The Wreck of the Dutch East Indiaman Amsterdam

By Peter Marsden, published February 1972

Abstract

This article summarizes the results of a physical (non-invasive) and documentary investigation of the Amsterdam, a Dutch East Indiaman, which foundered off the southeast coast of England, in 1749. The ship was part of the Dutch East India Company’s “Autumn fleet” comprised of 12 merchant ships bound for Batavia, Java.  The Amsterdam’s maiden voyage, plagued by sickness, death, and foul weather, ended when she ran aground and entombed in a “boggy” or quick-sand beach between the villages of Bexhill and Hastings.  Exposure only at low tide, helped preserve the ship’s hull, cargo and archeological context.  The Amsterdam stands alone as an unaltered example of a large, armed-merchant vessel of the post mediaeval period.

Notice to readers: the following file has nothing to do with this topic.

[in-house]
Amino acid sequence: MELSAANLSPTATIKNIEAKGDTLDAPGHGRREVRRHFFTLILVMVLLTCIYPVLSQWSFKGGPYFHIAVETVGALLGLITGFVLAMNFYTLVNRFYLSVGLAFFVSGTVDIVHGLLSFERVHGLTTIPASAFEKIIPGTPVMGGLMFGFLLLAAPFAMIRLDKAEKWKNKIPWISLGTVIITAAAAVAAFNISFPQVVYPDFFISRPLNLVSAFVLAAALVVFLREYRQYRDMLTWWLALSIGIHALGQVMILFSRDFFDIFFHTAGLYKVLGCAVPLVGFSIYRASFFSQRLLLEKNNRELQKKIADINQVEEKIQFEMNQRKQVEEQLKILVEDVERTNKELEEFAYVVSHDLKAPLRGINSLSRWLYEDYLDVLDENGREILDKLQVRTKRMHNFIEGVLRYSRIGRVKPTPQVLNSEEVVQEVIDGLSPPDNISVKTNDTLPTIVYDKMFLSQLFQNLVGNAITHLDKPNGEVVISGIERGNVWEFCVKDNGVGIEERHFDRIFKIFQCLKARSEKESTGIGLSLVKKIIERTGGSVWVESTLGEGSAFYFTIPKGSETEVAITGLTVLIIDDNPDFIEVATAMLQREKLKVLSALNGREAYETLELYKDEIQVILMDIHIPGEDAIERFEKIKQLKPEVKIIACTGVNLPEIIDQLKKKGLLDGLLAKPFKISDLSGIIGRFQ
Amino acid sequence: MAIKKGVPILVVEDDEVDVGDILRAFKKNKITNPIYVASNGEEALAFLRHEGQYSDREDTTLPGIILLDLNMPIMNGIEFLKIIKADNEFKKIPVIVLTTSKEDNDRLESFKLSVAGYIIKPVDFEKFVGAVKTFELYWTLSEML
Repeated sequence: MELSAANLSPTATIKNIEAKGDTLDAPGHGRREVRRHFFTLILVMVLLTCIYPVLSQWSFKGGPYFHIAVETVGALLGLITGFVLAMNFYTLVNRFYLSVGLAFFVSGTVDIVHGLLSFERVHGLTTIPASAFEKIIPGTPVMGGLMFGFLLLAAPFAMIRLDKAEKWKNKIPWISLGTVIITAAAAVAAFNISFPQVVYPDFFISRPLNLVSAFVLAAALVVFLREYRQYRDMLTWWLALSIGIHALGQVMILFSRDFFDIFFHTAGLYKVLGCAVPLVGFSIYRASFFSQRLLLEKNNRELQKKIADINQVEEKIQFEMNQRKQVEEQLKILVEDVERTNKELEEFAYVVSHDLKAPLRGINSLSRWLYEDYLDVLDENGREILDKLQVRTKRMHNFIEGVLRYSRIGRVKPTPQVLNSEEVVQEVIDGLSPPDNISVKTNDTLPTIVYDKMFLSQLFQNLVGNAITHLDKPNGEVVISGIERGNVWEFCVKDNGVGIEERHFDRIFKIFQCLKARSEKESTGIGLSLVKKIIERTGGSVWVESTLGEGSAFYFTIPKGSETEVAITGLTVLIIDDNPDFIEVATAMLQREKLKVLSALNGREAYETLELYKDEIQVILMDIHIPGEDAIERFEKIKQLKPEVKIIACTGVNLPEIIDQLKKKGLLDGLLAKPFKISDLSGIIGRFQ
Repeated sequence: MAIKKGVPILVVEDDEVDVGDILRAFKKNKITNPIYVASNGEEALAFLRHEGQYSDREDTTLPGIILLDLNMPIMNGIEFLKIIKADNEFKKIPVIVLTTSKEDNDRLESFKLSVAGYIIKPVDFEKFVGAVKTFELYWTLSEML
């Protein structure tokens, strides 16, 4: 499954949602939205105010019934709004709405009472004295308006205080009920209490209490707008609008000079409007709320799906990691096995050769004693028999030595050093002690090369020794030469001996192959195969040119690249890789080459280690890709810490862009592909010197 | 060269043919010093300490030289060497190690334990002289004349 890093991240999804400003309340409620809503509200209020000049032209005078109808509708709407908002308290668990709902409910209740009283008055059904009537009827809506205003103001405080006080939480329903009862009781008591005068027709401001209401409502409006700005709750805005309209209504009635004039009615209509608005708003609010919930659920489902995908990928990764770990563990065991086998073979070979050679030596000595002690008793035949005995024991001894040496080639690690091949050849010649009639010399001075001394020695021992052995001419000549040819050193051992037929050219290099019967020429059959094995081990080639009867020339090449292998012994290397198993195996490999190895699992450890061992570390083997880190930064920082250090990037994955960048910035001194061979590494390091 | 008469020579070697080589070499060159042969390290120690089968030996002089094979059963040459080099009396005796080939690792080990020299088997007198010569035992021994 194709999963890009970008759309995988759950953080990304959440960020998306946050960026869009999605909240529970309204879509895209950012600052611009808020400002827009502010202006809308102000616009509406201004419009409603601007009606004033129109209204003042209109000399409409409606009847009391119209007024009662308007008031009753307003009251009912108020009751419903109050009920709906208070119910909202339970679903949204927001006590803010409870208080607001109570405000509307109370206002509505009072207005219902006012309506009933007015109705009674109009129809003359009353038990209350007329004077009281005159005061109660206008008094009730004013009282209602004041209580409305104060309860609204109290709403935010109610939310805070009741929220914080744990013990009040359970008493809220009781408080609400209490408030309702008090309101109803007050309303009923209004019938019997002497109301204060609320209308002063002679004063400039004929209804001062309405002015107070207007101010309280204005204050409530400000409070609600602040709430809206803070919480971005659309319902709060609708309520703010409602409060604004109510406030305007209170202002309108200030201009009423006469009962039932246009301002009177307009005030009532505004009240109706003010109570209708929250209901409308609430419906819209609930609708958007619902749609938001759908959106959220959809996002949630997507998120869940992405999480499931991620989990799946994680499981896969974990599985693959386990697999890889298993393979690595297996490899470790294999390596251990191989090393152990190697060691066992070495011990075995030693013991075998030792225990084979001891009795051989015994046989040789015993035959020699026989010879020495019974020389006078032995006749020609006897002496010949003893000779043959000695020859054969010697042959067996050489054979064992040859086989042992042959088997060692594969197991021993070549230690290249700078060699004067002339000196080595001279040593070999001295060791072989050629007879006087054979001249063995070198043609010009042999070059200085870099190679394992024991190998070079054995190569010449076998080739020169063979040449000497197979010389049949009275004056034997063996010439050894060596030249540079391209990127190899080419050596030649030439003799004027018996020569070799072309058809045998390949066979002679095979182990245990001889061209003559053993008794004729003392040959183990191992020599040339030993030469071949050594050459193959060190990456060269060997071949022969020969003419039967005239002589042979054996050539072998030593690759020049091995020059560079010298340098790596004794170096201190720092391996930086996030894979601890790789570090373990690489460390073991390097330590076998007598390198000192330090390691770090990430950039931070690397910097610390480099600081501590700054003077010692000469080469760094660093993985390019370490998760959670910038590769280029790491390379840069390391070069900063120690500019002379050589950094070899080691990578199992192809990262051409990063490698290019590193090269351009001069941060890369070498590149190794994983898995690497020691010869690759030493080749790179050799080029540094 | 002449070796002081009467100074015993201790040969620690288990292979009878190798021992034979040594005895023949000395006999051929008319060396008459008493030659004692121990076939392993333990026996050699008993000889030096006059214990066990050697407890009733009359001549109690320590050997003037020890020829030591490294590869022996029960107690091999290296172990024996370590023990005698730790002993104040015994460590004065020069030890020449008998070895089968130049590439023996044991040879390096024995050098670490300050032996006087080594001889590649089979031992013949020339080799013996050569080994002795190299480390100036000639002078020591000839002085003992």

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Filed under: East India Company
Subjects include: Historic Vessels, Museums & Restoration

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